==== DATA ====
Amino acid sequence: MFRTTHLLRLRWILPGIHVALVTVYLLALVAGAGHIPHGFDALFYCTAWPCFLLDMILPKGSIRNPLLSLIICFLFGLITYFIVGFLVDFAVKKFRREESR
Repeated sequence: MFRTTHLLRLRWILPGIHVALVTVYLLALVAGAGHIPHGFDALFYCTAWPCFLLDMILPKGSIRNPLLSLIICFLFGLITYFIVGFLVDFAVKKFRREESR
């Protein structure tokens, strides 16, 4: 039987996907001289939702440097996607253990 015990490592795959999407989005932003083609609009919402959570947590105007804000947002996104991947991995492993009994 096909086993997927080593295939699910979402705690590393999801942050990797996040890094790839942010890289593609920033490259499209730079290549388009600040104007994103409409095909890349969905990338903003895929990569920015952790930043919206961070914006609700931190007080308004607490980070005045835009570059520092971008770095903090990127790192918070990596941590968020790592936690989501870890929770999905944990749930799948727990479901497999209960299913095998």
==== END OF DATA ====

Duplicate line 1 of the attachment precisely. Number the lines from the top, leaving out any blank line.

Amino acid sequence: MFRTTHLLRLRWILPGIHVALVTVYLLALVAGAGHIPHGFDALFYCTAWPCFLLDMILPKGSIRNPLLSLIICFLFGLITYFIVGFLVDFAVKKFRREESR